The “Irish Confederation” sent down a number of its members to give gratuitous aid to Mr. O’Flaherty’s law-agents and Committee. These were Dillon, Meagher, O’Gorman, Doheny, Barry, O’Donoghue, Martin O’Flaherty, and John Mitchel. In the depth of winter we travelled to Galway, through the very centre of that fertile island, and saw sights that will never wholly leave the eyes that beheld them: cowering wretches, almost naked in the savage weather, prowling in turnip-fields, and endeavouring to grub up roots which had been left, but running to hide as the mail-coach rolled by: very large fields, where small farms had been “consolidated,” showing dark bars of fresh mould running through them, where the ditches had been levelled: – groups and families, sitting or wandering on the high-road, with failing steps and dim, patient eyes, gazing hopelessly into infinite darkness; before them, around them, above them, nothing but darkness and despair: parties of tall, brawny men, once the flower of Meath and Galway, stalking by with a fierce but vacant scowl; as if they knew that all this ought not to be, but knew not whom to blame, saw none whom they could rend in their wrath; for Lord John Russell sat safe in Chesham Place; and Trevelyan, the grand commissioner and factotum of the pauper-system, wove his webs of red tape around them from afar.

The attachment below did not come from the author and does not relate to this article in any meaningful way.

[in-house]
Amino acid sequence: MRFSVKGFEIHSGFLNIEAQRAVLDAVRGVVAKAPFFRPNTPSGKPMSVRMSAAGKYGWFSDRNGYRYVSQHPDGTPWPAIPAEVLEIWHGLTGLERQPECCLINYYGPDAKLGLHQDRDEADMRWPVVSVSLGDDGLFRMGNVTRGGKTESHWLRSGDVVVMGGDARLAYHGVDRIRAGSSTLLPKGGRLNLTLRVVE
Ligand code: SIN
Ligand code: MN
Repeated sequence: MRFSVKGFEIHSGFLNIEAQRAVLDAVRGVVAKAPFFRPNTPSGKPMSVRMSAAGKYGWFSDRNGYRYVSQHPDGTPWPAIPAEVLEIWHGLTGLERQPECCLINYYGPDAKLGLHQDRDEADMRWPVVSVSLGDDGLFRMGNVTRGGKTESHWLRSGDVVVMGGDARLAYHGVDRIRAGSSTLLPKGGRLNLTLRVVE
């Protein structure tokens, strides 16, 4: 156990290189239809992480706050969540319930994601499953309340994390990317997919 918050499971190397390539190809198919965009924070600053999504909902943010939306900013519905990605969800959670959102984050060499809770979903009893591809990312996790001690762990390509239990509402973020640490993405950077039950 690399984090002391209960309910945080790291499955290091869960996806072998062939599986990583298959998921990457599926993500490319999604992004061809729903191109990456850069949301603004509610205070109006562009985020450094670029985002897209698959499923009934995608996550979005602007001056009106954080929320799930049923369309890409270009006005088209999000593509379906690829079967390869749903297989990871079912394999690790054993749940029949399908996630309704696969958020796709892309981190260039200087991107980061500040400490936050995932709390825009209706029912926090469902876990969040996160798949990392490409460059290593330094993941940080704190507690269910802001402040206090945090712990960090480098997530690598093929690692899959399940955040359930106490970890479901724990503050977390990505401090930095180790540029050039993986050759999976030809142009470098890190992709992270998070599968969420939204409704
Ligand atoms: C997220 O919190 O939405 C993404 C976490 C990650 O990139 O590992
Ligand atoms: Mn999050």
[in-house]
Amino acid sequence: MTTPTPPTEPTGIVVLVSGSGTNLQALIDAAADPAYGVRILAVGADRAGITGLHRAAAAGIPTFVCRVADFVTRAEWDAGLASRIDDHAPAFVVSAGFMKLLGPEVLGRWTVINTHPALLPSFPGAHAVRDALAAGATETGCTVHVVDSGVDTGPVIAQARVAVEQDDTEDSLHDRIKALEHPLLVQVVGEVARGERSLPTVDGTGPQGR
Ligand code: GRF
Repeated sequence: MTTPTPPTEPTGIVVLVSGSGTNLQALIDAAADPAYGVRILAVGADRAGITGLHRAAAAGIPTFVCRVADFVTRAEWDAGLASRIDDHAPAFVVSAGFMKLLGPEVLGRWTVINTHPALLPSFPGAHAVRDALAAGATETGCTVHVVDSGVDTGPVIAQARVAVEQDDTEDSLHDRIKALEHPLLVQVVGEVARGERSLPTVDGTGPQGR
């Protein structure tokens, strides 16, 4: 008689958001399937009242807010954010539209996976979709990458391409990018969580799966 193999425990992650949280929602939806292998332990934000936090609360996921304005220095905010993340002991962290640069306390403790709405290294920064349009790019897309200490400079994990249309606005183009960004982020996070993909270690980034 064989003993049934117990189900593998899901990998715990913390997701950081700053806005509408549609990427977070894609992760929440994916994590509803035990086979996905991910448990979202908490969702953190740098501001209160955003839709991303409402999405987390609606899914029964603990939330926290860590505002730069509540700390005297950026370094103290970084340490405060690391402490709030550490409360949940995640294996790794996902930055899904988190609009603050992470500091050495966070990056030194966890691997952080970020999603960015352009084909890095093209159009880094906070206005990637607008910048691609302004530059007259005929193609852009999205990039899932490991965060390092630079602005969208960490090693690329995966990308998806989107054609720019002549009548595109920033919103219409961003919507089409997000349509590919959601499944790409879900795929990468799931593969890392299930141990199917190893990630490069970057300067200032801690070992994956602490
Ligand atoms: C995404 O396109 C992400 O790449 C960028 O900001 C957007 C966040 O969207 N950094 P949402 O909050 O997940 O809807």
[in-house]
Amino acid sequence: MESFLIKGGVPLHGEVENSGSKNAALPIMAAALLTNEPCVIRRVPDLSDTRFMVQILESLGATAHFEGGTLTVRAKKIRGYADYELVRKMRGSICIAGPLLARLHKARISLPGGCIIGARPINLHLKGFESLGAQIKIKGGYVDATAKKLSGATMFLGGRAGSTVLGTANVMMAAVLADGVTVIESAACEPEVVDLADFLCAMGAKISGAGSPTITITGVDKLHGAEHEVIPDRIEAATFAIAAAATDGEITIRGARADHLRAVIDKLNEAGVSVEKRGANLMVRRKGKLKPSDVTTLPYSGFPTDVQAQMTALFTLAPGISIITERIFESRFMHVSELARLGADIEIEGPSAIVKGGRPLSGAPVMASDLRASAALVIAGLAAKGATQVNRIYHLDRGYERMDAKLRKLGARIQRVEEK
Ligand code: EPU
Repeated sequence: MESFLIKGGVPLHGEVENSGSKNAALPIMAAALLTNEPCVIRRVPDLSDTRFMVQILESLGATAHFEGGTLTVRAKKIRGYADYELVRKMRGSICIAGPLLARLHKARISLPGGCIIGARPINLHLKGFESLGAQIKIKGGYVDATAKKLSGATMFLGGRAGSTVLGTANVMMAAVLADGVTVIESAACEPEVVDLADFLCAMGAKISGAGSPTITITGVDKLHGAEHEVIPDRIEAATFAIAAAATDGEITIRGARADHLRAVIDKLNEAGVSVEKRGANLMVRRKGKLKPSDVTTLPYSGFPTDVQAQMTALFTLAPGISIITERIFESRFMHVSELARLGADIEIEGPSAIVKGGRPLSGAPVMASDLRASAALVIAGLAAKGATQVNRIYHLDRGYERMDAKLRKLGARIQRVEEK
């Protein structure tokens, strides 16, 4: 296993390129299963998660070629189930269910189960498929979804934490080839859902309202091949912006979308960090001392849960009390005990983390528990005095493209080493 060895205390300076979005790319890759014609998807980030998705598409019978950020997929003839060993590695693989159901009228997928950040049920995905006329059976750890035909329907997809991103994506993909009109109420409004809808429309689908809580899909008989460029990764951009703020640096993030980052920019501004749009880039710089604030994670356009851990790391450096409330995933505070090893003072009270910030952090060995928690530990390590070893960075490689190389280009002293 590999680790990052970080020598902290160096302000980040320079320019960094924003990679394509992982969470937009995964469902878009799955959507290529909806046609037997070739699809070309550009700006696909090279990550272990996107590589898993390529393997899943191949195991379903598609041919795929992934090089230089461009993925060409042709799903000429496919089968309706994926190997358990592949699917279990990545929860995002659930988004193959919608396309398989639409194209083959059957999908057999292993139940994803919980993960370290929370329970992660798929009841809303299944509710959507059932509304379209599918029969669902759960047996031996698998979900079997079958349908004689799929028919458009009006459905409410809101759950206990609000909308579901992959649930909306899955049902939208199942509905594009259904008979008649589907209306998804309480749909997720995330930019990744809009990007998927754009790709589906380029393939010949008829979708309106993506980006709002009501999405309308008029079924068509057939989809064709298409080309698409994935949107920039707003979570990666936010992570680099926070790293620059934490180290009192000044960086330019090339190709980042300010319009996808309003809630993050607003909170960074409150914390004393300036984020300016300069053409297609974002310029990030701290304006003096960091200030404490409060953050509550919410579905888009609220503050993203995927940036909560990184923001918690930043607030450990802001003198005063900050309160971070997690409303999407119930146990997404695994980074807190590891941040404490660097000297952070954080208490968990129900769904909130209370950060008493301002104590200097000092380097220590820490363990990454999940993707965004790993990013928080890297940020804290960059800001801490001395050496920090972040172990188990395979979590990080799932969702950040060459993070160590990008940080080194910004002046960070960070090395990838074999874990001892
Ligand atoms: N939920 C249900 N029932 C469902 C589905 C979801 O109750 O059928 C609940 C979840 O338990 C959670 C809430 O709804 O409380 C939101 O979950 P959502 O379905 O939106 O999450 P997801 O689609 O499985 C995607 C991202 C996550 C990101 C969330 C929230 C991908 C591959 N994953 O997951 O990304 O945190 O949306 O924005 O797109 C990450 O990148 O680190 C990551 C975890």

So cunningly does civilization work! Around those farm-houses which were still inhabited were to be seen hardly any stacks of grain; it was all gone; the poor-rate collector, the rent agent, the county-cess collector, had carried it off: and sometimes, I could see, in front of the cottages, little children leaning against a fence when the sun shone out, – for they could not stand, – their limbs fleshless, their bodies half-naked, their, faces bloated yet wrinkled, and of a pale greenish hue, – children who would never, it was too plain, grow up to be men and women. I saw Trevelyan’s claw in the vitals of those children: his red tape would draw them to death: in his Government laboratory he had prepared for them the typhus poison.